Since we have seen situations created by people of the same laissez-faire outlook as Mr. Farina, whereby lives have been seriously endangered through the inability of ambulances and fire-engines to reach private houses, we are not likely to agree with him.
If, as you suggest, the action of which he complains represents yet another nail in the motoring coffins of the Farinas of this world then, with respect, I suggest that the use of the hammer is long overdue.
Long experience of the problem and its solutions leaves me with no sympathy whatsoever for the citizen who believes that the world was made for the motor car, and who will obstruct a road with the object for which he has assumed responsibility rather than walk 200 yards to a garage or parking place.
The fact that he may not be able to obtain a garage is not to be accepted under any circumstances as carte blanche to leave his car in the road—lit or unlit. Would Mr. Farina, fifty years ago, have bought a horse without first ascertaining if he had anywhere to keep it? Would he then, having tardily discovered the omission, have tethered it to the nearest street lamp through the night?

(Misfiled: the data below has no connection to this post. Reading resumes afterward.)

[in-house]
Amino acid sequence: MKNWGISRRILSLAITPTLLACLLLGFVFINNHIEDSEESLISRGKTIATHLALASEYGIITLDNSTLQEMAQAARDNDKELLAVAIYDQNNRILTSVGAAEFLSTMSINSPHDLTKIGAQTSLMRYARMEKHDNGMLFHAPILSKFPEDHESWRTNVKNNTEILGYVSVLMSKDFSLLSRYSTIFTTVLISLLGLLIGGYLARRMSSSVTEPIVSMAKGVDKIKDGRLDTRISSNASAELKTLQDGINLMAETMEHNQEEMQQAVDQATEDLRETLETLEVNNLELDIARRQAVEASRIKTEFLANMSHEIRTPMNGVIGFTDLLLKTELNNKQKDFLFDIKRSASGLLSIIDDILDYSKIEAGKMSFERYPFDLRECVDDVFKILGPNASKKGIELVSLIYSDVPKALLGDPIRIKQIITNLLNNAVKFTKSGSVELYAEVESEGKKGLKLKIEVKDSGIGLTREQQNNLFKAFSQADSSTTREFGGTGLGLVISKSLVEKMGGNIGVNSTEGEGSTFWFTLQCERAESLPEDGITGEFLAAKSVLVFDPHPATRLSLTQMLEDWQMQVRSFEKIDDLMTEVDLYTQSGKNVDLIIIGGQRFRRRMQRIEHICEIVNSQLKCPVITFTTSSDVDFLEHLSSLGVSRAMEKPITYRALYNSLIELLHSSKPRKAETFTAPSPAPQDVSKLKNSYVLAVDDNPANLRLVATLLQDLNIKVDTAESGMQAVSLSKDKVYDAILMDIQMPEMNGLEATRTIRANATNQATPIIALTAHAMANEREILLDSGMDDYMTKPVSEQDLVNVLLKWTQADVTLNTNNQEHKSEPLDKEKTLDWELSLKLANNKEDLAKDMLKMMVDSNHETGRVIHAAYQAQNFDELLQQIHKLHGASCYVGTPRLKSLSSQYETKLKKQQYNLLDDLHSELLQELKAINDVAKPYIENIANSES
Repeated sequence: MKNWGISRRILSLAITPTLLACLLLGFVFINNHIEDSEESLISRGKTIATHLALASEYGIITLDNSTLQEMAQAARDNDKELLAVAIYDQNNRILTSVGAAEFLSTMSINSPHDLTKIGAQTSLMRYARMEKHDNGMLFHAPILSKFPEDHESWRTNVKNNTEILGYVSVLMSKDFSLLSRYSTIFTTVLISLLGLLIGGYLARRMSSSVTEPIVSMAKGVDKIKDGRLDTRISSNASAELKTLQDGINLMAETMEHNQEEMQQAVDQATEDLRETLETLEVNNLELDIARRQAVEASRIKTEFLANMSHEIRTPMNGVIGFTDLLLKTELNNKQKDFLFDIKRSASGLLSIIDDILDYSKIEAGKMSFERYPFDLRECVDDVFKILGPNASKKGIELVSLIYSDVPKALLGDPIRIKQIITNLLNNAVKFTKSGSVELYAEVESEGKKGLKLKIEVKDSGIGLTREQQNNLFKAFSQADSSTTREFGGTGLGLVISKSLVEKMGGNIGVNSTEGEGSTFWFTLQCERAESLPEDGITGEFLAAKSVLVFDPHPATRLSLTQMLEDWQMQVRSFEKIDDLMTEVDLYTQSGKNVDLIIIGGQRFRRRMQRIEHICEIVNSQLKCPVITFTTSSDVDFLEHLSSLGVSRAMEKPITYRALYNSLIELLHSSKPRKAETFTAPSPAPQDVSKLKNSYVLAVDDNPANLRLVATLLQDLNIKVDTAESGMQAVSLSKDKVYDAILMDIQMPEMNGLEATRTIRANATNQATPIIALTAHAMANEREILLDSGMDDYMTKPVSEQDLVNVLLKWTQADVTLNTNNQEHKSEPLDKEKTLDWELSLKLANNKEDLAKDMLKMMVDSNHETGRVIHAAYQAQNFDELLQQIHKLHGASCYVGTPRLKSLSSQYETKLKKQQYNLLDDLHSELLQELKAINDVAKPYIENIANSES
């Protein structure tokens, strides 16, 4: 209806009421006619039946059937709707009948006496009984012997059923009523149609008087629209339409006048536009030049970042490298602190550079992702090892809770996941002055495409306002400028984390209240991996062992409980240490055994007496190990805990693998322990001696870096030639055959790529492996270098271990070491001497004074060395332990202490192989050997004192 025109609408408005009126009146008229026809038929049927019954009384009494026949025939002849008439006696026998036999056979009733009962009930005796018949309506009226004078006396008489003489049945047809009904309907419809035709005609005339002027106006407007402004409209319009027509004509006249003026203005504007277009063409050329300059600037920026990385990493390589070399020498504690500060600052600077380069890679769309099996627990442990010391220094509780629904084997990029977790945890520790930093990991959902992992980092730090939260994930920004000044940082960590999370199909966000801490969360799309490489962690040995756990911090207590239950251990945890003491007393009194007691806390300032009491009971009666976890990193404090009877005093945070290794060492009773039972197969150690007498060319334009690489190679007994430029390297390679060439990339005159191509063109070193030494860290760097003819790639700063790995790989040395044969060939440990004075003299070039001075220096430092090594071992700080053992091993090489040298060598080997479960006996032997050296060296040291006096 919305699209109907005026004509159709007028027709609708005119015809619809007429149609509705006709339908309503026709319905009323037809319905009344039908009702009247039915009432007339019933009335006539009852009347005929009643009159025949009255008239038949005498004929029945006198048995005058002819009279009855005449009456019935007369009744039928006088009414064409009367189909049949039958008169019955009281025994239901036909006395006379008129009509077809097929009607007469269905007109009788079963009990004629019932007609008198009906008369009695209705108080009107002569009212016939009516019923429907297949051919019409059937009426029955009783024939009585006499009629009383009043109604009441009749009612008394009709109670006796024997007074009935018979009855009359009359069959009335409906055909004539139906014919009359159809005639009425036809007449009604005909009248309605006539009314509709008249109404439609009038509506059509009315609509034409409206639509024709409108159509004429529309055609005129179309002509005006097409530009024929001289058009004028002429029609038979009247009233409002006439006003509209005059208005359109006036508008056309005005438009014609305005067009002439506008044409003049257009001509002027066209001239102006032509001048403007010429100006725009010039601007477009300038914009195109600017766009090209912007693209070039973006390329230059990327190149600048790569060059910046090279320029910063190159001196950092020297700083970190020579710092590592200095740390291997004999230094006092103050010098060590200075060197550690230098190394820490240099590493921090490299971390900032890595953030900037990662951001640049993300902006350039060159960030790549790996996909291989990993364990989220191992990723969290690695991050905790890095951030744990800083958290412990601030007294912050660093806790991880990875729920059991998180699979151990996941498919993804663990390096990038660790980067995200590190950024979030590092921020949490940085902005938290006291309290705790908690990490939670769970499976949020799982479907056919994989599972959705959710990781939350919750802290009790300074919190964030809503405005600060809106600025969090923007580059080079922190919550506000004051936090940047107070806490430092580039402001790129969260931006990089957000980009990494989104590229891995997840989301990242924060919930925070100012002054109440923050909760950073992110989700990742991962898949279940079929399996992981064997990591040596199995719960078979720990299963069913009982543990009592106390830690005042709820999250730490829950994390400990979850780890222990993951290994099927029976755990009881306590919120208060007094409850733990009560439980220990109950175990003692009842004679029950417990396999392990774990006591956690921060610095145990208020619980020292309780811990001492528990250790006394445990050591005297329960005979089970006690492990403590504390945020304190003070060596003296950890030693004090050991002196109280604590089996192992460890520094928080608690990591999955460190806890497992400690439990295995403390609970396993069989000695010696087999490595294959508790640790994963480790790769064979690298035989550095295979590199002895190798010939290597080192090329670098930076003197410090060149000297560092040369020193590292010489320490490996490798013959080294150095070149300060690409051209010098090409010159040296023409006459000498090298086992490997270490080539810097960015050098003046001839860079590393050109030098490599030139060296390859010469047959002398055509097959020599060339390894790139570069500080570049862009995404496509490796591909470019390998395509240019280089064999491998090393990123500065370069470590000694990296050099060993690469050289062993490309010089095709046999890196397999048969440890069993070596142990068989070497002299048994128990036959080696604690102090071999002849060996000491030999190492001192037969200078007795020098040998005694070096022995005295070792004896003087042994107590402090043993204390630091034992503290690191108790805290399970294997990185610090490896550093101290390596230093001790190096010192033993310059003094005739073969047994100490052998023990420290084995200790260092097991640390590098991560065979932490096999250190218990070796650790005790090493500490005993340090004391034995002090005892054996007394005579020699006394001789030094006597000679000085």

Whether Mr. Farina and his ilk like it or not, Tokyo is pointing a stern finger in that one cannot purchase a car in that city without first providing satisfactory evidence that one possesses or has at one’s disposal a suitable off-highway place in which to house the vehicle.
I would suggest, as an enthusiastic motorist and a staunch champion of the cause, that any other approach is completely anti-social and selfish in the extreme.
Carl O. Pound – Llanfrechfa.
[The real culprits are surely the local councils who permit new houses to be erected without garages or off-the-road parking, knowing that in due time it will be almost impossible for the affluent occupants of the nineteen-sixties to resist buying personal transportation of some sort. And to ban parking outside town houses, in front of which cars have been allowed to stand for many decades, is a bit too tough, Mr. Pound. However, the day may come when such parking will have to be banned, but, remember, at present a garage is a luxury, on which rates are charged. And a horse can be led through gates where even a Mini cannot pass.—Ed.]